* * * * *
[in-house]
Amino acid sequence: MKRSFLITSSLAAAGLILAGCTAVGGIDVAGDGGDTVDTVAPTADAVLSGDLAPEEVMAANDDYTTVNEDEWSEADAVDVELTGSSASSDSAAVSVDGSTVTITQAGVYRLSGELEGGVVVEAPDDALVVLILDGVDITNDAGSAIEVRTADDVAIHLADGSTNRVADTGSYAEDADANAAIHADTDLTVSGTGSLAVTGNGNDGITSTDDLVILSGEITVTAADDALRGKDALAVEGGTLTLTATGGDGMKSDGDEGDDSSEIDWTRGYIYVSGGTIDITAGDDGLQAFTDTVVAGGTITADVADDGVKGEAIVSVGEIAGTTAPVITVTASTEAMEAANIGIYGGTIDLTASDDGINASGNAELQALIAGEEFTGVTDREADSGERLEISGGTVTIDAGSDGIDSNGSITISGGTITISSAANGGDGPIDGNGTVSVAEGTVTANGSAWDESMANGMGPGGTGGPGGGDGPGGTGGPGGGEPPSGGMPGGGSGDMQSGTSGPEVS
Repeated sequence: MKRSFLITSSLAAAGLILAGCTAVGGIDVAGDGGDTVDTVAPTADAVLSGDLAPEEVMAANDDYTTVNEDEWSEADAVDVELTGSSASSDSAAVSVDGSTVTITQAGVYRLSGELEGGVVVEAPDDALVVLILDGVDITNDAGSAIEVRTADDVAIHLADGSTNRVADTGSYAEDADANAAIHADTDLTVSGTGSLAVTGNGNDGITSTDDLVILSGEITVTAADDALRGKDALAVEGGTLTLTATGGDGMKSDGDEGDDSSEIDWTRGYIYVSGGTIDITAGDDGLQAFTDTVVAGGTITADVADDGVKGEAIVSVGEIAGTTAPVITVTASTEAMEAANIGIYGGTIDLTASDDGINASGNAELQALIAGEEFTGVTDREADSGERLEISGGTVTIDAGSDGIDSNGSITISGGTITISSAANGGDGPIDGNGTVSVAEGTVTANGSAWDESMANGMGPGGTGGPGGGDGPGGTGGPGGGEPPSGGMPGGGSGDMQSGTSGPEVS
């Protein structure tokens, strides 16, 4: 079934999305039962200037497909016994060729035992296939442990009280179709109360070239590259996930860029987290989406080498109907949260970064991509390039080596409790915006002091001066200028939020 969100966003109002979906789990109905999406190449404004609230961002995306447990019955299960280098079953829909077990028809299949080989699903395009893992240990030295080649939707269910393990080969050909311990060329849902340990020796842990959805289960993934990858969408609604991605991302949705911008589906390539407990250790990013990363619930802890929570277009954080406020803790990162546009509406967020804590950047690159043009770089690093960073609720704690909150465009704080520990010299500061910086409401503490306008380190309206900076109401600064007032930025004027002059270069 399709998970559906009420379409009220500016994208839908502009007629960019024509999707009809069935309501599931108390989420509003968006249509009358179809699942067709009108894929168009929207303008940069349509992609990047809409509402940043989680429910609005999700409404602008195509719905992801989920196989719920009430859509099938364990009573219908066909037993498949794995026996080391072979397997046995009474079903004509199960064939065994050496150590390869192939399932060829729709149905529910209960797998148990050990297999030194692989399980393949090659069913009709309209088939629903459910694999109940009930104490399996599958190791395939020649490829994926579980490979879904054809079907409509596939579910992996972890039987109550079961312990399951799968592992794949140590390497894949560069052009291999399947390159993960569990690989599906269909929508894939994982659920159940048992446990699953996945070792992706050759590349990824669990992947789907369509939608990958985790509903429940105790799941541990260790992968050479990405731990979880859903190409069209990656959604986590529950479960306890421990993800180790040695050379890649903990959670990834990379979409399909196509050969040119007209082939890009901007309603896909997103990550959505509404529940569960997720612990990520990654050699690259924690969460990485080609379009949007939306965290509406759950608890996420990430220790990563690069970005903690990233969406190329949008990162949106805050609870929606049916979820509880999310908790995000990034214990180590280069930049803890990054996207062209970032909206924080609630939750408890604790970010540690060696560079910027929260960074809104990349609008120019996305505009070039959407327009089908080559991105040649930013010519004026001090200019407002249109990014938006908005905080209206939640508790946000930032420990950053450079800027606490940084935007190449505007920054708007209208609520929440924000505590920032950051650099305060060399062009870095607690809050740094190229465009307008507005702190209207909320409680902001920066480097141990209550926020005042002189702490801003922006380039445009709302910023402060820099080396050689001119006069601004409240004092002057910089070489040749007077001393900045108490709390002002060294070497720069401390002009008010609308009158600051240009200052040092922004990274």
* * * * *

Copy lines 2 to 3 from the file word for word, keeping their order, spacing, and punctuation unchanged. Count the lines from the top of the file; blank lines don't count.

Amino acid sequence: MKRSFLITSSLAAAGLILAGCTAVGGIDVAGDGGDTVDTVAPTADAVLSGDLAPEEVMAANDDYTTVNEDEWSEADAVDVELTGSSASSDSAAVSVDGSTVTITQAGVYRLSGELEGGVVVEAPDDALVVLILDGVDITNDAGSAIEVRTADDVAIHLADGSTNRVADTGSYAEDADANAAIHADTDLTVSGTGSLAVTGNGNDGITSTDDLVILSGEITVTAADDALRGKDALAVEGGTLTLTATGGDGMKSDGDEGDDSSEIDWTRGYIYVSGGTIDITAGDDGLQAFTDTVVAGGTITADVADDGVKGEAIVSVGEIAGTTAPVITVTASTEAMEAANIGIYGGTIDLTASDDGINASGNAELQALIAGEEFTGVTDREADSGERLEISGGTVTIDAGSDGIDSNGSITISGGTITISSAANGGDGPIDGNGTVSVAEGTVTANGSAWDESMANGMGPGGTGGPGGGDGPGGTGGPGGGEPPSGGMPGGGSGDMQSGTSGPEVS
Repeated sequence: MKRSFLITSSLAAAGLILAGCTAVGGIDVAGDGGDTVDTVAPTADAVLSGDLAPEEVMAANDDYTTVNEDEWSEADAVDVELTGSSASSDSAAVSVDGSTVTITQAGVYRLSGELEGGVVVEAPDDALVVLILDGVDITNDAGSAIEVRTADDVAIHLADGSTNRVADTGSYAEDADANAAIHADTDLTVSGTGSLAVTGNGNDGITSTDDLVILSGEITVTAADDALRGKDALAVEGGTLTLTATGGDGMKSDGDEGDDSSEIDWTRGYIYVSGGTIDITAGDDGLQAFTDTVVAGGTITADVADDGVKGEAIVSVGEIAGTTAPVITVTASTEAMEAANIGIYGGTIDLTASDDGINASGNAELQALIAGEEFTGVTDREADSGERLEISGGTVTIDAGSDGIDSNGSITISGGTITISSAANGGDGPIDGNGTVSVAEGTVTANGSAWDESMANGMGPGGTGGPGGGDGPGGTGGPGGGEPPSGGMPGGGSGDMQSGTSGPEVS